Ghost Story: Put Banks Out of Their Misery

Ghost Story: Put Banks Out of Their Misery

Ghost Story: Put Banks Out of Their Misery

America’s largest financial institutions are insolvent. It’s time to face the truth and take the painful actions that will allow the economy to recover.


Bakemonos are floating through the halls, offices and minds of the economists, business writers and policy wonks of Wall Street and Washington. Bakemono is a Japanese word for ghost.

These bakemonos are repeating reminders of Nippon’s 1990s, the economically disastrous decade during which Japan suffered through a painful period of deflation and stagnation. In the 1970s and 1980s, it looked as though Japan had become the world’s leader in business and applied technology. Built into that success was a bubble which, as bubbles are wont to do, popped, and then malaise set in.

Try as the nation would, it could not return to prosperity. According to most everybody who has studied it, the reason Japan was unable to cure itself was its policy of propping up the country’s major banks, which were largely insolvent.

For ten years these institutions were kept on life support, alive but unable to perform the indispensable function of making loans to businesses and consumers. Finally, Japan euthanized the banks by nationalization and bankruptcy. Only then did prosperity return.

Japan’s story is a twice-told tale. American economists and financial businesspeople know the story of Japan’s travails, of the reluctance of government to do what had to be done and the costs that followed delay and inaction.

And what of our situation now? The New York Times reports that, “students of the Japanese debacle say they see a similar train wreck heading for the United States.” The paper goes on to say:

The Japanese first tried many of the same remedies that the Bush administration tried and the Obama administration is trying–ultra-low interest rates, fiscal stimulus and ineffective cash infusions, among other things. The Japanese even tried to tap private capital to buy some of the bad assets from banks, as Mr Geithner proposed.

One reason Japan’s leaders were so ineffectual for so long was their fear of stoking public outrage. With each act of the bailout, anger grew, making politicians more reluctant to force real reform, which only delayed the day of reckoning and increased the ultimate price tag.

As they did in Tokyo, they are doing in Washington: refusing to accept that the nation’s largest financial institutions–with a couple of exceptions–are insolvent, bankrupt, worthless, with debts that far outweigh their capacity to service them.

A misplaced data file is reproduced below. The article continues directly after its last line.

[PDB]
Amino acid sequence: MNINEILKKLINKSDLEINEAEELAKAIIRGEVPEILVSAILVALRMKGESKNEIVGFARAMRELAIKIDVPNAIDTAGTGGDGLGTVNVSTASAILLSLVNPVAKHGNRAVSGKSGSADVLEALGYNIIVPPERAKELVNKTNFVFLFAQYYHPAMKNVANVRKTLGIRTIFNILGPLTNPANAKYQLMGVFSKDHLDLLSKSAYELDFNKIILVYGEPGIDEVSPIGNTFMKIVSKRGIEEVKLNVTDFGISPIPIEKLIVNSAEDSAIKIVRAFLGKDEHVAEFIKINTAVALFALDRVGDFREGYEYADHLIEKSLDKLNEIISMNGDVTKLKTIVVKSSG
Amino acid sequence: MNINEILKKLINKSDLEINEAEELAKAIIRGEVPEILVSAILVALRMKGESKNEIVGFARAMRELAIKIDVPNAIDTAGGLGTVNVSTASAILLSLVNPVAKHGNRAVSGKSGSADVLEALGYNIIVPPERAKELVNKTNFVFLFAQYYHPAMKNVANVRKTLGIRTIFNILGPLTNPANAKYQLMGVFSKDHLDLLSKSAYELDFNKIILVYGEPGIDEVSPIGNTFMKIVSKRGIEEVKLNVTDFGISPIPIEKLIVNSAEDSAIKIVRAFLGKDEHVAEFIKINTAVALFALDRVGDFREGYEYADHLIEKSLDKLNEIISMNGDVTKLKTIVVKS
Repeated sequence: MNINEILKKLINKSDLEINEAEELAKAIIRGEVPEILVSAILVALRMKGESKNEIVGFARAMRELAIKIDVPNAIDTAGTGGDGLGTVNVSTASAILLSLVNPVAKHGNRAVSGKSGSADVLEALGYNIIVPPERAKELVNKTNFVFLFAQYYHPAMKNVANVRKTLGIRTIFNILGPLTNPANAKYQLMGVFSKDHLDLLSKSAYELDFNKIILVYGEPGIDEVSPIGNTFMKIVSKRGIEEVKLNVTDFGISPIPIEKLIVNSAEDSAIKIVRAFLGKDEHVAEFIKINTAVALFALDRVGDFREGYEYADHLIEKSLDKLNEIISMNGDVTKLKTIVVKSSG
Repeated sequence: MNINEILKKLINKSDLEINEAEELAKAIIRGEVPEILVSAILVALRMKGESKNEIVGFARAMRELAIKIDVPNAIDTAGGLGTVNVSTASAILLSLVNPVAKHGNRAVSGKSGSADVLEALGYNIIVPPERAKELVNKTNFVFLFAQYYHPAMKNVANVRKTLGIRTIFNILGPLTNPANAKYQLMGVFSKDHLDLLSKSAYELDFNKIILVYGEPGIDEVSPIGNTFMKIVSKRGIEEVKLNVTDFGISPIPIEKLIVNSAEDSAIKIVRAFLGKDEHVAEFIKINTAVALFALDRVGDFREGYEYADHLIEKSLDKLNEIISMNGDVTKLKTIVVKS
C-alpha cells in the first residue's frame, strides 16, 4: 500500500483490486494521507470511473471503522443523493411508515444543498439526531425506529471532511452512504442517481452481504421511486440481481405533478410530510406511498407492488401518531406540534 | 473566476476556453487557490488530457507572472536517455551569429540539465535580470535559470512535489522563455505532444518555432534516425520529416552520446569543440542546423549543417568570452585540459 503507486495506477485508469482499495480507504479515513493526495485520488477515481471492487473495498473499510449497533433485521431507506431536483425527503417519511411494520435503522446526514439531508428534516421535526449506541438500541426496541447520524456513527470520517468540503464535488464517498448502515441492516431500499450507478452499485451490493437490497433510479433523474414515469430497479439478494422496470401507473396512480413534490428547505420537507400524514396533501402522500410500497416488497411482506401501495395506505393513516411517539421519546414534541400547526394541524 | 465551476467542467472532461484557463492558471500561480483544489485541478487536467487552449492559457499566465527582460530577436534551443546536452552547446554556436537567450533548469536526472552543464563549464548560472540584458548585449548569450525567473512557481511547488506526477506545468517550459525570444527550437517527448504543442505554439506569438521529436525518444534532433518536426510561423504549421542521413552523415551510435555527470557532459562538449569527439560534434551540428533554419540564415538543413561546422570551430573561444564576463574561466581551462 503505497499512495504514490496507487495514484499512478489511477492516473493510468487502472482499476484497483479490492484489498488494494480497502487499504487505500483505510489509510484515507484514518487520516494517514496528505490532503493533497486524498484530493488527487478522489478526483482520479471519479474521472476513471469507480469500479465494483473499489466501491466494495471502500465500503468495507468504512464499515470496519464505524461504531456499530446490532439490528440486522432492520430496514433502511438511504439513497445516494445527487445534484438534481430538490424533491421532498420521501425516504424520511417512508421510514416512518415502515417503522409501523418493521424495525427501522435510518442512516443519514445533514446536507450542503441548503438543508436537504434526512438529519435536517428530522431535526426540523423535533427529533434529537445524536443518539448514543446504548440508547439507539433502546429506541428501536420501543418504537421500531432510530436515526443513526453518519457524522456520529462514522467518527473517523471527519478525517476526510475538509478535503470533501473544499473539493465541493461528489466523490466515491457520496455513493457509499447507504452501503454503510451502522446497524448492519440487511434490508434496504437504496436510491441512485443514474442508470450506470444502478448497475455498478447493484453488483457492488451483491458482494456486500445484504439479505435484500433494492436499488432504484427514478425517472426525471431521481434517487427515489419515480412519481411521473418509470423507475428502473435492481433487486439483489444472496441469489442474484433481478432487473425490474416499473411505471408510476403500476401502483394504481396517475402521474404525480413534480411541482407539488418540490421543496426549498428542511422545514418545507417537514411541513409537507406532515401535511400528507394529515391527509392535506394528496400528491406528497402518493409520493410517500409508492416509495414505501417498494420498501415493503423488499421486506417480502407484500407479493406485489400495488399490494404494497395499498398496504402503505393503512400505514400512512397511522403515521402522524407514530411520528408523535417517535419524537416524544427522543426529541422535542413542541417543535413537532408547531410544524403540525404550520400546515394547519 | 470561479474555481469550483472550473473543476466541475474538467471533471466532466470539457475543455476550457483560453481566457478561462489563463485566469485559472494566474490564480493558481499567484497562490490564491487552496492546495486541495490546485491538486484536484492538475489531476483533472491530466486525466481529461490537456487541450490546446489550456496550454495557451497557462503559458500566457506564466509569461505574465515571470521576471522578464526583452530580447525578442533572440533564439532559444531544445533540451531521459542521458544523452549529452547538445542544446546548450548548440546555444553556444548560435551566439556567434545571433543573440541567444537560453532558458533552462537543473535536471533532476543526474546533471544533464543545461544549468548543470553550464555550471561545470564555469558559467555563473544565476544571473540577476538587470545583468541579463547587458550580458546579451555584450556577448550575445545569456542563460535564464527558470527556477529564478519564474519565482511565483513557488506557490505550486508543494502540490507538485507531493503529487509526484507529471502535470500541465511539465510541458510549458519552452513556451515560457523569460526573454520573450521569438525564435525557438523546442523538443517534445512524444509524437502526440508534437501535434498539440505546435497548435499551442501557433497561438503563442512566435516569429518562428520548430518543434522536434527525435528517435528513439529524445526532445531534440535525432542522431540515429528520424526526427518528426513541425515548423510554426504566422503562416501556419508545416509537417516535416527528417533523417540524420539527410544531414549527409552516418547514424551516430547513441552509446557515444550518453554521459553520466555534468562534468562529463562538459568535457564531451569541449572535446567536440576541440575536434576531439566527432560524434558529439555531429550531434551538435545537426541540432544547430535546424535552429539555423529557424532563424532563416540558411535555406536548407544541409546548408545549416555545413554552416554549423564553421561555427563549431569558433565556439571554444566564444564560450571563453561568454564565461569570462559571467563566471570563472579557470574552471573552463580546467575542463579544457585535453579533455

As was true in Japan, the trouble began with real estate loans, which, in one form or another, turned into those famous toxic assets. Geithner, like his predecessor Henry Paulson, is wrestling with how to get those assets out of the banks, which boils down to the question of how much should the government pay for them.

A free-market solution will not work if the object is to save the banks. Right now the highest price the assets would fetch is about twenty-two cents on the dollar, even though in a few years they are likely to be worth much, much more. Buying them at that price would still leave the banks under water and struggling for air.

If the free market is to be suspended, then the government will have to set a price for the toxic assets, but administered pricing has an unrelievedly dismal history, which may be the reason why Paulson could not figure out a method to set one and why Geithner apparently is doing no better. If Geithner does come up with a price, which is politically palatable but economically ridiculous, the banks will still be dysfunctional zombies.

Why then do the decision makers not suck in their guts, bite the bullet, take the plunge and put the banks into receivership or some other form of bankruptcy? That’s what the bakemonos are telling them to do.

Doubtless they are scared out of their wits at what that might do to the stock market. The market will take a big hit, but in due course it will bobble up again. That’s what markets do.

They are scared of a financial landscape in which institutions such as Citigroup and Bank of America have been temporarily nationalized. Besides their own friends, the stockholders in these institutions include pension, hedge and mutual funds. These, as well as thousands of individual investors will be wiped out, erased, liquidated. The same may hold true for the bondholders. A lot of people, most of whom are undeserving of such treatment, are going to be badly hurt.

They will be less badly hurt if the deed is done now than they will after ten painful, profitless and demoralizing years have passed, and so will the country as a whole. The damage done by stalling until 2020 will be as great to this society as it was to daily life in Japan.

Mercy killing the insolvent financial institutions is scary. The lives and happiness of millions are at stake. All the more reason to listen to the bakemonos, because this ghost story is true.

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Katrina vanden Heuvel
Editorial Director and Publisher, The Nation

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